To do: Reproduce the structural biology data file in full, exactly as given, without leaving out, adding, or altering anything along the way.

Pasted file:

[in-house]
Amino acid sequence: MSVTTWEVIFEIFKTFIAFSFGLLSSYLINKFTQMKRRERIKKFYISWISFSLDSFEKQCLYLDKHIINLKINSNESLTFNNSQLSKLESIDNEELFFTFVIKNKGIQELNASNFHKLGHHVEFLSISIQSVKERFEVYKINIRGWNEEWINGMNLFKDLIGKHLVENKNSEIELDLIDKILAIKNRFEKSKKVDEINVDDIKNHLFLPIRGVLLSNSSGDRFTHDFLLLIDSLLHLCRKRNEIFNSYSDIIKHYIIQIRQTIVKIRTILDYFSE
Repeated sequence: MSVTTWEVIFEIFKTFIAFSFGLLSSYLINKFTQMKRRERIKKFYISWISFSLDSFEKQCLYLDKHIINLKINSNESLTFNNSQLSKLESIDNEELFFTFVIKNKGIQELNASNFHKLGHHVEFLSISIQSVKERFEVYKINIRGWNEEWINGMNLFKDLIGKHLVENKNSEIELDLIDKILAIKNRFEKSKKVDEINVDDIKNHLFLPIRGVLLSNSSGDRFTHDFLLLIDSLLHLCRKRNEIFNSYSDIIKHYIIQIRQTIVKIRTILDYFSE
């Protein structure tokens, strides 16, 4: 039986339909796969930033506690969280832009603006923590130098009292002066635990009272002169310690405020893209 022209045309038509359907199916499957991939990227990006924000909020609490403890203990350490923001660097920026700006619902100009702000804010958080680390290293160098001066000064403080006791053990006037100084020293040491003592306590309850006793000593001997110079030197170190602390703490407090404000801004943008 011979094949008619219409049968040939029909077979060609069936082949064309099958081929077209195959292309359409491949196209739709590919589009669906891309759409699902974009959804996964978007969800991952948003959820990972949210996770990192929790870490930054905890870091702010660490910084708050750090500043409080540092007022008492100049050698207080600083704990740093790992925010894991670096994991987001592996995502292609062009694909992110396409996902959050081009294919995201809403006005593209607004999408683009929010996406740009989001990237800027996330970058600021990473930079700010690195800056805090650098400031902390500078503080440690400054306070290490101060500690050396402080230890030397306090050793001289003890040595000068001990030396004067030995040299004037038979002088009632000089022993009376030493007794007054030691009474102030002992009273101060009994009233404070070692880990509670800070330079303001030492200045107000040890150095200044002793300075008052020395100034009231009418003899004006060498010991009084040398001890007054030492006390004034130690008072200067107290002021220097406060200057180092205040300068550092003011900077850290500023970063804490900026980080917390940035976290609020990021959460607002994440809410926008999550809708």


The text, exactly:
[in-house]
Amino acid sequence: MSVTTWEVIFEIFKTFIAFSFGLLSSYLINKFTQMKRRERIKKFYISWISFSLDSFEKQCLYLDKHIINLKINSNESLTFNNSQLSKLESIDNEELFFTFVIKNKGIQELNASNFHKLGHHVEFLSISIQSVKERFEVYKINIRGWNEEWINGMNLFKDLIGKHLVENKNSEIELDLIDKILAIKNRFEKSKKVDEINVDDIKNHLFLPIRGVLLSNSSGDRFTHDFLLLIDSLLHLCRKRNEIFNSYSDIIKHYIIQIRQTIVKIRTILDYFSE
Repeated sequence: MSVTTWEVIFEIFKTFIAFSFGLLSSYLINKFTQMKRRERIKKFYISWISFSLDSFEKQCLYLDKHIINLKINSNESLTFNNSQLSKLESIDNEELFFTFVIKNKGIQELNASNFHKLGHHVEFLSISIQSVKERFEVYKINIRGWNEEWINGMNLFKDLIGKHLVENKNSEIELDLIDKILAIKNRFEKSKKVDEINVDDIKNHLFLPIRGVLLSNSSGDRFTHDFLLLIDSLLHLCRKRNEIFNSYSDIIKHYIIQIRQTIVKIRTILDYFSE
């Protein structure tokens, strides 16, 4: 039986339909796969930033506690969280832009603006923590130098009292002066635990009272002169310690405020893209 022209045309038509359907199916499957991939990227990006924000909020609490403890203990350490923001660097920026700006619902100009702000804010958080680390290293160098001066000064403080006791053990006037100084020293040491003592306590309850006793000593001997110079030197170190602390703490407090404000801004943008 011979094949008619219409049968040939029909077979060609069936082949064309099958081929077209195959292309359409491949196209739709590919589009669906891309759409699902974009959804996964978007969800991952948003959820990972949210996770990192929790870490930054905890870091702010660490910084708050750090500043409080540092007022008492100049050698207080600083704990740093790992925010894991670096994991987001592996995502292609062009694909992110396409996902959050081009294919995201809403006005593209607004999408683009929010996406740009989001990237800027996330970058600021990473930079700010690195800056805090650098400031902390500078503080440690400054306070290490101060500690050396402080230890030397306090050793001289003890040595000068001990030396004067030995040299004037038979002088009632000089022993009376030493007794007054030691009474102030002992009273101060009994009233404070070692880990509670800070330079303001030492200045107000040890150095200044002793300075008052020395100034009231009418003899004006060498010991009084040398001890007054030492006390004034130690008072200067107290002021220097406060200057180092205040300068550092003011900077850290500023970063804490900026980080917390940035976290609020990021959460607002994440809410926008999550809708």